Amazon's Echo speakers featured a bug that could have allowed hackers eavesdrop on people in their homes.
Security researchers found a way to listen in on and transcribe conversations taking place near a speaker, thanks to a flaw which has since been fixed.
Amazon Echo speakers listen out for the word "Alexa", the name of its voice assistant, before completing a command, like "Alexa, read tell me today's news". Any interaction with Alexa is recorded to improve the service, but once the command is finished, Alexa stops recording.
But security researchers from Checkmarx developed an Alexa Skill that would have been an Echo user's worst nightmare. The Skill, a voice app that can be installed on an Echo speaker, would keep Alexa listening long after it should have switched itself off and automatically transcribe what it hears for an attacker.
When an Alexa skill completes its task it is supposed to stop listening. However, sometimes Alexa doesn't hear a command correctly, which will lead the Echo to ask for the user to repeat it. This "re-prompt" feature could be exploited, the researchers found, and be programmed to carry on listening, while muting Alexa's responses.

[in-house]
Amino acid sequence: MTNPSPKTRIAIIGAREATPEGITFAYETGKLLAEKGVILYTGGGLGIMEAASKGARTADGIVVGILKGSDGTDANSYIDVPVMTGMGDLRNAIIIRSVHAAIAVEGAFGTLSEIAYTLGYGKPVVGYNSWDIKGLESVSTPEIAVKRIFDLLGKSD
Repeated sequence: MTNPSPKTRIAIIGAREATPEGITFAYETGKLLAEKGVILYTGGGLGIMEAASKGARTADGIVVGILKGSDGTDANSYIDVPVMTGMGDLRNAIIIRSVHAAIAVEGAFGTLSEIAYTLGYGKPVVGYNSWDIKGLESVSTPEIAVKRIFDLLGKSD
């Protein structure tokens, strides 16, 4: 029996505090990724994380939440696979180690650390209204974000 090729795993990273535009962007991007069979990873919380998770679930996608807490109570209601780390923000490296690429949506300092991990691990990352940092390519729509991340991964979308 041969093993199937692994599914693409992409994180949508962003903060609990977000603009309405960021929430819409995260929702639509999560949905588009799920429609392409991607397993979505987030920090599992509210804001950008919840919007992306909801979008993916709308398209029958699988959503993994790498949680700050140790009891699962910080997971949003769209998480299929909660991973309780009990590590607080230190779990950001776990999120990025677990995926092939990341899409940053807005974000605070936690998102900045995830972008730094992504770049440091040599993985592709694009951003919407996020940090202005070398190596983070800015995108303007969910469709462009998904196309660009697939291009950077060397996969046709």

The only sign the Echo was still on was a blue light ring, which normally lights up when Alexa receives a command.
"For the Echo... listening is key," Checkmarx said. "However, with this device's rise in popularity, one of today's biggest fears in connection to such devices is privacy. Especially when it comes to a user's fear of being unknowingly recorded."
Amazon Alexa | Everything you need to know
Amazon has since addressed the flaw to better detect Skills which appear to be built for listening to users and automatically detecting long listening sessions by an Echo. Manipulating the Echo didn't actually require any attacks on the Echo itself, only a Skill coded to exploit its current features.
"We have put mitigations in place for detecting this type of Skill behavior and reject or suppress those Skills when we do," Amazon said.
It's not the first flaw found on Amazon's Echo. Last year it was revealed second hand Echo devices could be tampered with to be turned into listening devices.